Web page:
From Fanhouse.com, a review of the new Secretariat movie. I saw Secretariat run in several of his races, and I was there sitting near the finish line when he won the 1973 Belmont. My concern was that Disney would take liberties with the Secretariat story for the sake of Hollywood script considerations. That concern was well founded. The more things change, the more they remain the same…
Secretariat was not Pegasus.
On the day he died in 1989 at 19 years old at Claiborne Farm in Kentucky, a necropsy performed by University of Kentucky veterinary scientist Dr. Thomas Swerczek revealed that Secretariat's heart was roughly twice the size of a normal horse's heart. It was little wonder then how Secretariat 16 years earlier pulled off a feat that hadn't been witnessed in nearly half a century, and did so with a domination that theretofore could only be imagined: he won the 1973 Triple Crown while setting course records in the Kentucky Derby, Preakness and Belmont that still stand.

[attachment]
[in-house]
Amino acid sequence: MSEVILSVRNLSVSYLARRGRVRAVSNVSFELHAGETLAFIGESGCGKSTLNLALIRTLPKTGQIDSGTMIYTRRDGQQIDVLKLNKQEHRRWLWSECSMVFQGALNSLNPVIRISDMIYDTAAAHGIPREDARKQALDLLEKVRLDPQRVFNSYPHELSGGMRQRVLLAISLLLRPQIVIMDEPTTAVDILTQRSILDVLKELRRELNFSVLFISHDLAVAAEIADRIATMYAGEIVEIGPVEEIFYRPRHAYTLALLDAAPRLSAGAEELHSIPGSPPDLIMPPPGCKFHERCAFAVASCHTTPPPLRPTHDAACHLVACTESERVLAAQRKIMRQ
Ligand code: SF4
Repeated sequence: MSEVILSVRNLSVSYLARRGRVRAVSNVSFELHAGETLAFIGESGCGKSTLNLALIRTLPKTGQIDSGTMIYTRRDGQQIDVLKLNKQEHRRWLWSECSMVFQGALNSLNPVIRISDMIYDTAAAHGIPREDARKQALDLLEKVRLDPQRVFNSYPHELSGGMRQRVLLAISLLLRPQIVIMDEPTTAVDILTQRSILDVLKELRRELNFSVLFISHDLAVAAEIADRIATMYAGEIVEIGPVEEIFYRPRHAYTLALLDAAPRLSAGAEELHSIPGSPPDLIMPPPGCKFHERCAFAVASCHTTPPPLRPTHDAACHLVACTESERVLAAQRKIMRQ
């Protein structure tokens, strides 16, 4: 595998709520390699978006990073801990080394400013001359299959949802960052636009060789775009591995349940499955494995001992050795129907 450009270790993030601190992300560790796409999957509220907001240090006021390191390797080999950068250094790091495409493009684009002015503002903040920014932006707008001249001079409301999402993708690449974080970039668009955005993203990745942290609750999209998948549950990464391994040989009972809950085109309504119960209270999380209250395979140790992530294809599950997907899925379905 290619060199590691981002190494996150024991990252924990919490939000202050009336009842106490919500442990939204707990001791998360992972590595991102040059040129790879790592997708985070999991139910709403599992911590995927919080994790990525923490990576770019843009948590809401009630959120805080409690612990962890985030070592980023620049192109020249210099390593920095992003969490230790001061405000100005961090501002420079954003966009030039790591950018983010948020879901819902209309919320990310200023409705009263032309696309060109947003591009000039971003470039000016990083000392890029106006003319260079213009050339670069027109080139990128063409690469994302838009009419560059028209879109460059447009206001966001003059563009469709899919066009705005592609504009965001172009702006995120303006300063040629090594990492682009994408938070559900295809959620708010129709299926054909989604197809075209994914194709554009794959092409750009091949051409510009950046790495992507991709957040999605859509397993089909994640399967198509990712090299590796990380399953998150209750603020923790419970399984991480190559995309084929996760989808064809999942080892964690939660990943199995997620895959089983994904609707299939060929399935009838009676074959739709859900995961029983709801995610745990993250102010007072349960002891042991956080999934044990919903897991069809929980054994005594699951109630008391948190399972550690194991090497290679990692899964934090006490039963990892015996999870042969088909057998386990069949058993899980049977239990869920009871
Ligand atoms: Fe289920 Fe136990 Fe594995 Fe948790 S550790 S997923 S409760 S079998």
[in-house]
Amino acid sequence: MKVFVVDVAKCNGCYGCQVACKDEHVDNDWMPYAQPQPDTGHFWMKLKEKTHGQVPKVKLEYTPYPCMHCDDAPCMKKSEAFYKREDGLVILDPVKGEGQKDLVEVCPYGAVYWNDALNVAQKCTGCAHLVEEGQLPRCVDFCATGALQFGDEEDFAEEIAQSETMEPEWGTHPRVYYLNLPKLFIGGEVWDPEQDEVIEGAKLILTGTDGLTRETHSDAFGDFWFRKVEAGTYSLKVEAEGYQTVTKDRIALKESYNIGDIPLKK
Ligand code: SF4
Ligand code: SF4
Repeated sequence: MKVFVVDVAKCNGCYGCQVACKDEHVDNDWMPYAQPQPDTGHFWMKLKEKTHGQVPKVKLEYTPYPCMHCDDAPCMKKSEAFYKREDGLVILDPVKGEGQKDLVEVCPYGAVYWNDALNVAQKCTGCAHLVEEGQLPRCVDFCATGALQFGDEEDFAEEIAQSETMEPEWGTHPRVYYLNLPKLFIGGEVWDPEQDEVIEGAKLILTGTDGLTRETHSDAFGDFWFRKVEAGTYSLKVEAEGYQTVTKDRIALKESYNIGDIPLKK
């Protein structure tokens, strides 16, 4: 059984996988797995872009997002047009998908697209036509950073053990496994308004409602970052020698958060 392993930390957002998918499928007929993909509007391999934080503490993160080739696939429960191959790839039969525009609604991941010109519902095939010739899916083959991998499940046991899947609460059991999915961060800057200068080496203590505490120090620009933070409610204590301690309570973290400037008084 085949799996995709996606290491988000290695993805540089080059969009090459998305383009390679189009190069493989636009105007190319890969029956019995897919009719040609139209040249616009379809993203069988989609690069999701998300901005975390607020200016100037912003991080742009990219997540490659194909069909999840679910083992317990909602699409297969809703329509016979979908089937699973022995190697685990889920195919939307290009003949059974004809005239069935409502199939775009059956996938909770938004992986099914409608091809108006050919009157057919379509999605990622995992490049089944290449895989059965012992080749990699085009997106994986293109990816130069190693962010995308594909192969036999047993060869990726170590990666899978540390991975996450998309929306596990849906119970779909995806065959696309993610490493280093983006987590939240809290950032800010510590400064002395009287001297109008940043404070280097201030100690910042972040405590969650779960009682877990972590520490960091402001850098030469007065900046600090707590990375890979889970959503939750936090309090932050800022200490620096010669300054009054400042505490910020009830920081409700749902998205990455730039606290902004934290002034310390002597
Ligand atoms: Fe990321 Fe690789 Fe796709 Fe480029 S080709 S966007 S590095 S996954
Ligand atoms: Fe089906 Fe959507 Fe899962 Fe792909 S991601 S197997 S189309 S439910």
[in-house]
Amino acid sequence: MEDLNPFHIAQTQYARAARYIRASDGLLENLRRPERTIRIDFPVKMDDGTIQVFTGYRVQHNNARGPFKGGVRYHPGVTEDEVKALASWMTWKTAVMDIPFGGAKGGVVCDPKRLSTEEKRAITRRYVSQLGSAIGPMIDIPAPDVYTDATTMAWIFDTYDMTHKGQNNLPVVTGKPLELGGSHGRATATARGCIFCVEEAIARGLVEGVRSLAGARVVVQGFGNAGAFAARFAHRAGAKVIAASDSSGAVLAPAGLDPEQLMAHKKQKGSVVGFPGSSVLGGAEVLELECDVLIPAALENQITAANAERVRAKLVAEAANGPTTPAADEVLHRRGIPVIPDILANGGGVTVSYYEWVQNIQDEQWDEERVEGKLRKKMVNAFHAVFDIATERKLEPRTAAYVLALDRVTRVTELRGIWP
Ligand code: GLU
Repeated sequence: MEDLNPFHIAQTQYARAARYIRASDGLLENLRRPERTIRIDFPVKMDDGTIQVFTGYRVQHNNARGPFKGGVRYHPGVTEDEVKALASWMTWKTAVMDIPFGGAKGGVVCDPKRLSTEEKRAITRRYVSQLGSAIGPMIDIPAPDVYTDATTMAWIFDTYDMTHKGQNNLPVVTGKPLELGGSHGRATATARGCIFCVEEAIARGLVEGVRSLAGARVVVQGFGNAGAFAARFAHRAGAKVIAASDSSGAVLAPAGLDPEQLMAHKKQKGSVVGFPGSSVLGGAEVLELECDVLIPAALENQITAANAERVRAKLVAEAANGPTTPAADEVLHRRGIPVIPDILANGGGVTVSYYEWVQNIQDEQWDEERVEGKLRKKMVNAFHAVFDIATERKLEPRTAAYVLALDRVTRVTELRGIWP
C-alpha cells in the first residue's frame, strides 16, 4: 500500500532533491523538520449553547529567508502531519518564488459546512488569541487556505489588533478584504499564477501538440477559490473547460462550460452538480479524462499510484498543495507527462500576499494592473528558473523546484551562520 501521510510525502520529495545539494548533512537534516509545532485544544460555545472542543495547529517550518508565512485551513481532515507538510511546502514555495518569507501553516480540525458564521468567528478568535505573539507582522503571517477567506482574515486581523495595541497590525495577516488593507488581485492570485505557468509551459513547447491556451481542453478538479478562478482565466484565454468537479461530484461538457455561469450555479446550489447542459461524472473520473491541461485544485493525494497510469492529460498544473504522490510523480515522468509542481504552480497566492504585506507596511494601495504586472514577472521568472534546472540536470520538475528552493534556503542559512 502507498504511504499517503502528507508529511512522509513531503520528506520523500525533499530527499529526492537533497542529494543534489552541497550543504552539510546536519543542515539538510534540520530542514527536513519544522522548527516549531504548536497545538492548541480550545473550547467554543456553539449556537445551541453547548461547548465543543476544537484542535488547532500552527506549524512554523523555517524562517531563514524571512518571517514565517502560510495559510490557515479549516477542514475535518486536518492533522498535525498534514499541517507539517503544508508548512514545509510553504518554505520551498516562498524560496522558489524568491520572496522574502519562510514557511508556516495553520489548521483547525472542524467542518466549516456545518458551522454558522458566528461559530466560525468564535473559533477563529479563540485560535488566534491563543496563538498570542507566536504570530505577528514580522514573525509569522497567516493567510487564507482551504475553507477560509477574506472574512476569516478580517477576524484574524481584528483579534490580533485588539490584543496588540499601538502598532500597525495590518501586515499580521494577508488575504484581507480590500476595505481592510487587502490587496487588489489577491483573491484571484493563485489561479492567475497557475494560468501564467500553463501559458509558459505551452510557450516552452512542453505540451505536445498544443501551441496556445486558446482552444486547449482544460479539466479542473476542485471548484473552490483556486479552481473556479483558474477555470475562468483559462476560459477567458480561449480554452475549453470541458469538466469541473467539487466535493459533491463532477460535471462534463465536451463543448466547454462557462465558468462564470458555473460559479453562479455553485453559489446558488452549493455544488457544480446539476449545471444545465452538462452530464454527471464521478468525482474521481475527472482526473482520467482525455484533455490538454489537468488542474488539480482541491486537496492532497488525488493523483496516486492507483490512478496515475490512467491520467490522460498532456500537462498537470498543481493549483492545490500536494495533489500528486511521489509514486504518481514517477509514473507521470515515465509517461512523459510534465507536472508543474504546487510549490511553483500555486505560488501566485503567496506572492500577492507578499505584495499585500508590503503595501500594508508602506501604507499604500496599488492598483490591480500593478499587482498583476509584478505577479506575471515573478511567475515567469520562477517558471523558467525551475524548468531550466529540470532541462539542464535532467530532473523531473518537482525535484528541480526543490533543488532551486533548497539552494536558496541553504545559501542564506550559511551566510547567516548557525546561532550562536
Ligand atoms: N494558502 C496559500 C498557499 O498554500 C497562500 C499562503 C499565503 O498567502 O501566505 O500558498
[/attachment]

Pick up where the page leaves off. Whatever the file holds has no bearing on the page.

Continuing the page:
The truth, however, wasn't good enough for the director of Secretariat, the movie about the horse's spectacular run scheduled to debut Friday. For Randall Wallace, who grew up steeped in Baptist churches in the South and majored in religion at Duke, Secretariat was bathed in divine intervention. Indeed, one of the turning points in the film — as if the greatest racehorse, with literally the biggest heart, needed one — is when Secretariat's owner Penny Chenery (played by Diane Lane, photo below) and groom Eddie Sweat (played by Nelsan Ellis) wash him down after a rare loss to the tune of the Edwin Hawkins Singers' hit soul gospel Oh Happy Day. It's the one with the refrain, "When Jesus washed, he washed my sins away."
I don't know what the sin was, or who the sinners were, in Secretariat's biography.
For the rest of the article, go to http://kevin-blackistone.fanhouse.com/2010/10/07/hollywood-unnecessarily-embellishes-the-real-tale-of-secretariat/
Posted via email from Michael Pizzolla On ValueCapping™, Horse Racing, And Technology